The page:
Senate Bill Limiting Credit Reports Proposed

If passed, Senate Bill 1837 would prohibit employers from asking employees and prospective employees about their credit histories or from obtaining that information from a consumer or credit report. Employers would not be permitted to use, or cause to be procured, a consumer report or investigative consumer report with information on a consumer’s creditworthiness, credit standing, or credit capacity. The prohibition would apply when the information is used for employment purposes or when an employment-related adverse action is taken. The prohibition would apply even if the consumer consents to or otherwise authorizes the procurement or use of a consumer report for employment purposes or in connection with an employment-related adverse action.

There are two exceptions in the bill. An employer may use a consumer report when (1) the consumer applies for, or currently holds, employment that requires national security clearance, or (2) it is otherwise required by law.

Senate Bill 1837 is very similar to House Bill 645 that was initially filed by Representative Steve Cohen in February 2013. The only difference is House Bill 645 allows for additional exceptions. Employers would not be prohibited from inquiring about credit histories when the consumer applies for or holds:

  • employment that requires FDIC clearance;
  • employment with a State or local government that otherwise requires a consumer report; or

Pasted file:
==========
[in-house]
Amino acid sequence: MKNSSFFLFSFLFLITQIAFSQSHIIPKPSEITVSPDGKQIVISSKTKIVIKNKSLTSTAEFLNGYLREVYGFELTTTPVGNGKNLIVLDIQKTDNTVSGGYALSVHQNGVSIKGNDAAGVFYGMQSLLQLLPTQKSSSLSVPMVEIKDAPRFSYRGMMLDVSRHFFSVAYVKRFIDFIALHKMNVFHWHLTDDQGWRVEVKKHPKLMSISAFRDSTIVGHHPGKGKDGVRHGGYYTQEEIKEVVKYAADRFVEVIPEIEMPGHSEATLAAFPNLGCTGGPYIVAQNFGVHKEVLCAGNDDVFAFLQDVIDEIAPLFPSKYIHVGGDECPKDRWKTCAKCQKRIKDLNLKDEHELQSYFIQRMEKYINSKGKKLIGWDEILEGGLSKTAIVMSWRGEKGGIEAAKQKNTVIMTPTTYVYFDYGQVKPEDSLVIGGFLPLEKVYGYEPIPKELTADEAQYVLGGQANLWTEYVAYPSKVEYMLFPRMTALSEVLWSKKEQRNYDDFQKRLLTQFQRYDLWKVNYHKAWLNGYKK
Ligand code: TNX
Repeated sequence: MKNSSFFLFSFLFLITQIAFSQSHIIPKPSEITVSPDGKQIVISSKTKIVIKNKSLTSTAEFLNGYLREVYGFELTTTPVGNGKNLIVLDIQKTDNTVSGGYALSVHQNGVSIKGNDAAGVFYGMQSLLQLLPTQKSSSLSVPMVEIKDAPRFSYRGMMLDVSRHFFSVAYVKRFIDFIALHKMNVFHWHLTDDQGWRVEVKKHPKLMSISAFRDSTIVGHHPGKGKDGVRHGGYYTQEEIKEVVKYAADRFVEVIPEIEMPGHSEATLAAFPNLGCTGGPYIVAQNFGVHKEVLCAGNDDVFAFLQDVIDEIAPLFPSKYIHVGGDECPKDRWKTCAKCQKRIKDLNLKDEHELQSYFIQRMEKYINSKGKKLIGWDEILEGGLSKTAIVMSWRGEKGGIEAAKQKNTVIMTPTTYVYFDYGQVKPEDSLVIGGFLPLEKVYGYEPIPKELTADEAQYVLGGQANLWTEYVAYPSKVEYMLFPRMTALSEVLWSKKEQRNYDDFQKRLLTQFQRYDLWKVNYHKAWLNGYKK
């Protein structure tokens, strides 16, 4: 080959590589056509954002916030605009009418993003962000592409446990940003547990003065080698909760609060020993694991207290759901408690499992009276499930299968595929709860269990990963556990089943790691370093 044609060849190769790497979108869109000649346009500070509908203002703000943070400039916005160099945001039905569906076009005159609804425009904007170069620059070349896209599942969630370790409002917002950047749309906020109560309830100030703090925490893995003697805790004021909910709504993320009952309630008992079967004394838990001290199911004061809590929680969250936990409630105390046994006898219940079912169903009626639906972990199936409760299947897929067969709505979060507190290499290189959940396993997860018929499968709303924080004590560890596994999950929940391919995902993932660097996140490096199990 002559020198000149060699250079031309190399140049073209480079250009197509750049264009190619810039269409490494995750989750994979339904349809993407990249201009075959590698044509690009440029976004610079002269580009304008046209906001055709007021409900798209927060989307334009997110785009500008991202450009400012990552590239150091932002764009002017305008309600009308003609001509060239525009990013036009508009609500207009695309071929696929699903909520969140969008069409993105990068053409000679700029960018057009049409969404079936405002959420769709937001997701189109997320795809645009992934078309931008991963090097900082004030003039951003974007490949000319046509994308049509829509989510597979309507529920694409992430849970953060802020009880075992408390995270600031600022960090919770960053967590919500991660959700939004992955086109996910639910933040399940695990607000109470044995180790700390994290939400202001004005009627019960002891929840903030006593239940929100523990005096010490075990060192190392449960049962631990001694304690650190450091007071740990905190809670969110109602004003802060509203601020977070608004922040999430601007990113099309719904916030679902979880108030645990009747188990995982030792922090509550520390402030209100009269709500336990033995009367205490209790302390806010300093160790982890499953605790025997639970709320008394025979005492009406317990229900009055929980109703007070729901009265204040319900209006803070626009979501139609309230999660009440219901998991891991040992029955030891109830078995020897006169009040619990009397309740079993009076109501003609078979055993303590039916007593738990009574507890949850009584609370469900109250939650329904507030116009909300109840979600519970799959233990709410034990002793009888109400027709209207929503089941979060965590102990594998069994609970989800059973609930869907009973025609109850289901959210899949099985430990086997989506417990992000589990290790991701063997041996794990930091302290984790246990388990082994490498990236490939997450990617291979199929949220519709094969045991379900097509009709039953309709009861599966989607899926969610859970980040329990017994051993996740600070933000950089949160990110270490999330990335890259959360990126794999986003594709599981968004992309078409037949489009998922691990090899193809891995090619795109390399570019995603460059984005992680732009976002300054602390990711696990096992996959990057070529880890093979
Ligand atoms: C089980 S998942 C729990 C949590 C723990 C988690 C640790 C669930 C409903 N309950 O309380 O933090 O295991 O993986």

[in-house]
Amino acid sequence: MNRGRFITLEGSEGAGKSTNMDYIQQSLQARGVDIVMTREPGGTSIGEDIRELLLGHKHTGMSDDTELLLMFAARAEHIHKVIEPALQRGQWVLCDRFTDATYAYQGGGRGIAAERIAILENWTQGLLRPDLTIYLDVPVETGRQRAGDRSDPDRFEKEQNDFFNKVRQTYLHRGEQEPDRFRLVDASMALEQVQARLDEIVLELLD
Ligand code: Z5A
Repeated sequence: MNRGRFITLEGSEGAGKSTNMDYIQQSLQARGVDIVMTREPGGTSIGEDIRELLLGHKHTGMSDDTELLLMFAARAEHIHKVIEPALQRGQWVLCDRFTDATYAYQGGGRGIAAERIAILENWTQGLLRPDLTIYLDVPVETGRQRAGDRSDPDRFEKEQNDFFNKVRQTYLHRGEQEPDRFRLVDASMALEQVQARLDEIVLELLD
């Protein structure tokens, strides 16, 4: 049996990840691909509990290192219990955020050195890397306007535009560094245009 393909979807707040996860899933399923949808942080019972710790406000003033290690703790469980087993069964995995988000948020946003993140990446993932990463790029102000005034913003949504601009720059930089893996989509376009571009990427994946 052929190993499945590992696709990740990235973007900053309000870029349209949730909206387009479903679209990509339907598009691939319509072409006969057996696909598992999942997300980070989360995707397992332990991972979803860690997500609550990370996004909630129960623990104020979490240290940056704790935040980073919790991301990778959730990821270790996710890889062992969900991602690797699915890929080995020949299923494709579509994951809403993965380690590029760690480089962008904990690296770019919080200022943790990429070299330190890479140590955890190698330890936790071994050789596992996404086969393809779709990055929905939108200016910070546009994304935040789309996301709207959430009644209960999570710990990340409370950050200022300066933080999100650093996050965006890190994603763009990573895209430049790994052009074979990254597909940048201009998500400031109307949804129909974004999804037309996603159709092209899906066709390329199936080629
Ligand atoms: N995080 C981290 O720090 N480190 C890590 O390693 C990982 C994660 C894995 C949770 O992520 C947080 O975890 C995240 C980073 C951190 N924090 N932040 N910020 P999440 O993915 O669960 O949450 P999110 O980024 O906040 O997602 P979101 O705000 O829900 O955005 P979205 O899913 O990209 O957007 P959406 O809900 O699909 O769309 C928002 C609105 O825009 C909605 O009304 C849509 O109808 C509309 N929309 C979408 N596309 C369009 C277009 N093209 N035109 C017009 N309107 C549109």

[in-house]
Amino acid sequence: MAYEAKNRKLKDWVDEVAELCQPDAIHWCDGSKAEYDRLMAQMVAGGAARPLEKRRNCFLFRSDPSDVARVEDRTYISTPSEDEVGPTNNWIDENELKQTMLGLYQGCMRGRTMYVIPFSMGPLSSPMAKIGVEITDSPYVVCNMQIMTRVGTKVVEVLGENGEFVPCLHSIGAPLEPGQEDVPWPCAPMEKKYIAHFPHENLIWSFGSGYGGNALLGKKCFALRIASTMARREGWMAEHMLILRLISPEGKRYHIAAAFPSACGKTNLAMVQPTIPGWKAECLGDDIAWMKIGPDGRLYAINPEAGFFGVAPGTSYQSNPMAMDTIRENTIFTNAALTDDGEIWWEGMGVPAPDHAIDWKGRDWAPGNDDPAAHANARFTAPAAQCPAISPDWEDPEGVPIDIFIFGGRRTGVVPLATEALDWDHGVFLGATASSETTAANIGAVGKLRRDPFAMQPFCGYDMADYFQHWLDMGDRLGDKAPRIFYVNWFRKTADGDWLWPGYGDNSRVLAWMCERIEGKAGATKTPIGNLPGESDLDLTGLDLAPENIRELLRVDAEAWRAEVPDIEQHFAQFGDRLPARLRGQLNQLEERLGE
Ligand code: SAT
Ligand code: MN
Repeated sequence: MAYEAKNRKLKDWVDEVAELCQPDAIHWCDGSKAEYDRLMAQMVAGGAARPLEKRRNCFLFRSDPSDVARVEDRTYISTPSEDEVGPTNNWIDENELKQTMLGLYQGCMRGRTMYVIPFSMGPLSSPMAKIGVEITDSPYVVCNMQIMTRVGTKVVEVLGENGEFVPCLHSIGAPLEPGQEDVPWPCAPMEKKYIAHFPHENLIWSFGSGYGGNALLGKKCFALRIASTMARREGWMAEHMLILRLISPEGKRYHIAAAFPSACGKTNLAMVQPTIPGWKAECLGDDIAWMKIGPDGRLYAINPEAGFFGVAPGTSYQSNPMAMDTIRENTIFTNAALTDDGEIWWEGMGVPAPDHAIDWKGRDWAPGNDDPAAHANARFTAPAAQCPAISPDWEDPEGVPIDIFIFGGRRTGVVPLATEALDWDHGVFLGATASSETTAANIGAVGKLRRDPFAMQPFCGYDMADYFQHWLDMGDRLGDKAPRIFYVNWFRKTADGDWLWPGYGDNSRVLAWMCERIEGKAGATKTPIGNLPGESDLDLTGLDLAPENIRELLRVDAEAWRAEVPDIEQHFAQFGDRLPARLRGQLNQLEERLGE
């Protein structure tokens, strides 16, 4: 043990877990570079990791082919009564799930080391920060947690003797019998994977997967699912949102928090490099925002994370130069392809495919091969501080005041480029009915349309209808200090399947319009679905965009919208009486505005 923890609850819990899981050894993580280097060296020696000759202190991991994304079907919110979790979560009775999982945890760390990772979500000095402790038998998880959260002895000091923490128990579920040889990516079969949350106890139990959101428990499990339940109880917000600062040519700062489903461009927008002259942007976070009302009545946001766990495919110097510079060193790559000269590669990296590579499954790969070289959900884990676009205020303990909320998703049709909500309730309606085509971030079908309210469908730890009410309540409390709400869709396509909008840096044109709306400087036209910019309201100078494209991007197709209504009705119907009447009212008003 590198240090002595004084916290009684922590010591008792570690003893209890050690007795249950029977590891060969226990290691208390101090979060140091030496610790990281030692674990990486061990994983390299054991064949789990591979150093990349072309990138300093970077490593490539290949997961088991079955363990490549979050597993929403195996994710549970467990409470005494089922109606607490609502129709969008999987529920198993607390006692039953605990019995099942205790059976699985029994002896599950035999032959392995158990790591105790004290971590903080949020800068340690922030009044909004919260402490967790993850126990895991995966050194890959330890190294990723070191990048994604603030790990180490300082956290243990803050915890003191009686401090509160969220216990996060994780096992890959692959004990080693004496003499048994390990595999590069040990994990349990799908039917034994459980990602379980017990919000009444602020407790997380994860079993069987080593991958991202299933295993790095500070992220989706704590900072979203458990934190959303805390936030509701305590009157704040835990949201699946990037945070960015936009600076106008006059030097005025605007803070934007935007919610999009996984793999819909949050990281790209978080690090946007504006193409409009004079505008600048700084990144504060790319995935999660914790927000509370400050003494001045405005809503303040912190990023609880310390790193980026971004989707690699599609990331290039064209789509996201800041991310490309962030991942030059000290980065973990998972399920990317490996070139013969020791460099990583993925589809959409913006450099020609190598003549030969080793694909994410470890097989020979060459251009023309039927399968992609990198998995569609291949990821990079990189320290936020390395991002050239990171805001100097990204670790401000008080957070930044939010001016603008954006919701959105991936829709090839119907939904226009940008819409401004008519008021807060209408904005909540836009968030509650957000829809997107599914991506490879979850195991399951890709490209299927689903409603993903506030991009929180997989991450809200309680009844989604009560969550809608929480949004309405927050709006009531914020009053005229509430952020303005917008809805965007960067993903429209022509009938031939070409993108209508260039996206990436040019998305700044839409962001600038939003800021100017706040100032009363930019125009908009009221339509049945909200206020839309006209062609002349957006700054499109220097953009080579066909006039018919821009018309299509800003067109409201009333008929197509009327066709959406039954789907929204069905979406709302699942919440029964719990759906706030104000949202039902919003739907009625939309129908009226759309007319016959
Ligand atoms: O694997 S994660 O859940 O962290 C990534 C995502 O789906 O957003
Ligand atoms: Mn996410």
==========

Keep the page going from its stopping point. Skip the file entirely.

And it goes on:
• a supervisory, managerial, professional, or executive position at a financial institution.

This type of legislation is a growing trend at the state level. In 2013, Colorado and Nevada passed legislation restricting employers’ use of credit information. States with similar laws include California, Connecticut, Hawaii, Illinois, Maryland, Oregon, Vermont, and Washington. There are four states that are currently considering similar legislation, and another three states have already pre-filed legislation for consideration in 2014. will continue to monitor and report on this trend going forward.

A copy of Senate Bill 1837 is available here:

A copy of's report on Colorado legislation is available here:

A copy of's report on Nevada legislation is available here:

Michael Klazema

About Michael Klazema The author

Michael Klazema is Chief Marketing Technologist at and has over two decades of experience in digital consulting, online product management, and technology innovation. He is the lead author and editor for Dallas-based with a focus on human resource and employment screening developments.

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